6 Things You Couldn’t Do Before Cloud Accounting - NM Group News

6 Things You Couldn’t Do Before Cloud Accounting

It’s difficult to comprehend just how much cloud accounting has revolutionised the finance sector and empowered businesses to take control of their profits and losses.

Accounting is no longer all data entry, spreadsheets, and chasing debtors. With smooth integrations, user permissions and process automation, cloud accounting allows you to manage your finances securely and with ease.

Here are six essential things enabled by cloud accounting that previously, or with outdated software and processes, would prove extremely challenging.

Automate invoices, reporting, and communication

Accountants and finance staff are skilled employees, but half of their time can be spent manually gathering data from disparate systems, putting together invoices, and sending friendly (and sadly, sometimes unfriendly) reminders to debtors.

Cloud accounting allows you to set up simple process flows and automations to ensure all the essential data is being gathered, documented, and reported on. That could be anything from an invoice being generated and sent, to a bill being paid. And once you’ve set it up, that process is in place permanently going forward. It can save hours out of a week, which is a huge resource boost.

What’s more, you can even integrate your software with different systems, such as payroll and HR, to ensure all your payslips and tax documents are generated automatically and with data from the source. The margin for error is lower, and it takes a fraction of the time.

Access essential data any time, any place

It’s now more important than ever to have remote access to essential systems and data. We’ve seen that storing files in on-premise software, or in your local computer drive, can really slow you down when you need to access that information on the go, or when working from home.

If the name didn’t make it clear, cloud accountancy works in the cloud, meaning all you need is a username and login (and perhaps a whitelisted IP address for security) to access all the tools and data you’d have in the office.

Have full visibility on security and data change

A common misconception is that cloud services carry greater security risks. This makes some sense, as in theory all you need to access extra-sensitive financial information in the cloud is a username and password. 

The reality is that cloud services give you better visibility on security and any changes to data, as everything is happening up there in the cloud.

With on-site systems, there’s usually a crossover between the system and locally stored files, meaning data can be manipulated, copied, or exported without the system even knowing. Cloud services see every login with a timestamp and location, what the user is doing, and any changes they make. You can even restrict access to specific times and locations, and exclude a user if they take certain actions.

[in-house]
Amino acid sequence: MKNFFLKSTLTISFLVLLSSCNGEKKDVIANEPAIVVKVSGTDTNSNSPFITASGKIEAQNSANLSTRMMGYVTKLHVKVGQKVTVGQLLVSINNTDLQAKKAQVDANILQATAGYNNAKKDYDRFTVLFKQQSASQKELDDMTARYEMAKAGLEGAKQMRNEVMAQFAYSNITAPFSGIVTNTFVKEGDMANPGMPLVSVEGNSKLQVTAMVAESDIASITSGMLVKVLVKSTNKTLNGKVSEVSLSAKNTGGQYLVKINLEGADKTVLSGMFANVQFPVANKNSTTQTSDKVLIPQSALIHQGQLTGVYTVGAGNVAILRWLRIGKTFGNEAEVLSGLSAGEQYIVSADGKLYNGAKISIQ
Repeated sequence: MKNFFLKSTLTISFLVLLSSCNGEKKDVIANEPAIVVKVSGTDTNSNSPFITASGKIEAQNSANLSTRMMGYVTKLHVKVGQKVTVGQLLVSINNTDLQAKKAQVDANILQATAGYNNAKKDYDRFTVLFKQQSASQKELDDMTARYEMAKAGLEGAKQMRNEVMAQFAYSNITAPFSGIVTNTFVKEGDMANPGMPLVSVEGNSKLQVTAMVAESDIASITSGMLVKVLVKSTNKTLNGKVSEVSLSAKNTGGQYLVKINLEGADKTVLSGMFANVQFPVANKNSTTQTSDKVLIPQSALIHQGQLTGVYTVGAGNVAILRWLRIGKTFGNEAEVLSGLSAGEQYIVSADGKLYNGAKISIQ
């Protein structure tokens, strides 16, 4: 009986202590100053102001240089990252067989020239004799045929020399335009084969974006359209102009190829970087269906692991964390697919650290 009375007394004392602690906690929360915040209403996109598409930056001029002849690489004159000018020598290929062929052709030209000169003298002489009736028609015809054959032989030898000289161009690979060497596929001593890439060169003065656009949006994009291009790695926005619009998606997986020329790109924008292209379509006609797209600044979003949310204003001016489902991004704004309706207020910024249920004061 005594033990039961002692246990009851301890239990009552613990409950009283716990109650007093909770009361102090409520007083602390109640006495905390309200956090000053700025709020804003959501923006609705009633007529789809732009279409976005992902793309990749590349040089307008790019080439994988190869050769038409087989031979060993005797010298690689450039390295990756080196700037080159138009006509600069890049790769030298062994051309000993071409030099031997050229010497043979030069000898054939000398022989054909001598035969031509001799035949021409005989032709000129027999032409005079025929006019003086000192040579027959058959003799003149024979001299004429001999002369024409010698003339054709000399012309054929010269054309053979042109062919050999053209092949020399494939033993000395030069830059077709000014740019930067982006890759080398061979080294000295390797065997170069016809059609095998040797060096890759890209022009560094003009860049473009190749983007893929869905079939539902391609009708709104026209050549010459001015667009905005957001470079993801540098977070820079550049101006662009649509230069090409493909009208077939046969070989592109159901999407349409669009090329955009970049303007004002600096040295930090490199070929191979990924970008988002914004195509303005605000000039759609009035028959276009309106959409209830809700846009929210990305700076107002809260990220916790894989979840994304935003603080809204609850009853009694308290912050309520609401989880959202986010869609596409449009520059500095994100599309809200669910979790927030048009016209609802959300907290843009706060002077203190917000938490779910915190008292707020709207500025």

Dictate user permissions

Just because you want someone to be able to access your finances doesn’t mean you want them to see everything. Cloud accounting sets you up with user permissions, so you can determine just how much autonomy you want a user to have. 

They could be a fully-fledged user, able to import, export, and make whatever changes they wish. They could be a technical user, looking to set up integrations and workflows but with no business seeing the financials. Or they could be a report-only user, who sees the information that’s been added to their dashboard but nothing else. These user permissions add an extra layer to your security and make sure people can only work with what’s relevant to their role.

Collaborate with third parties

If you’re working with a third-party such as an accountancy firm, you want them to have all the information they need but nothing more. The information needs to be read-only, and presented in a way that allows them to do their job efficiently and without margin for error.

Cloud accounting allows you to give access to nominated third parties, who can either log in to your system via a web portal, or be granted authorisation for your data to automatically integrate with their system. The benefit is that this process is happening automatically and gradually; there isn’t a scramble to get your accounts together on time, as they’re being built consistently, cleanly, and compliantly throughout the year.

Pay as a subscription

One of the challenges when approaching any software implementation is the cost, particularly with on-premise systems, which often require a large initial outlay to get the product up and running.

The benefit of cloud accounting is that these are often SaaS (software as a service) products, subscription services that allow you to ramp your functionality and costs up and down based on your needs. You could be a one-person business with a need for only one license, or a large outfit with a team of finance staff; you only pay for what you use, and that’s billed monthly. This lack of initial outlay makes it much easier to get a budget, as well as buy-in from your senior management team.

Cloud accounting streamlines and centralises all your accounting processes into one easy-to-use web service, making it easy to control access, reporting, and security of all your sensitive financial data. To learn more about cloud accounting and how it could transform your business, contact NM Group.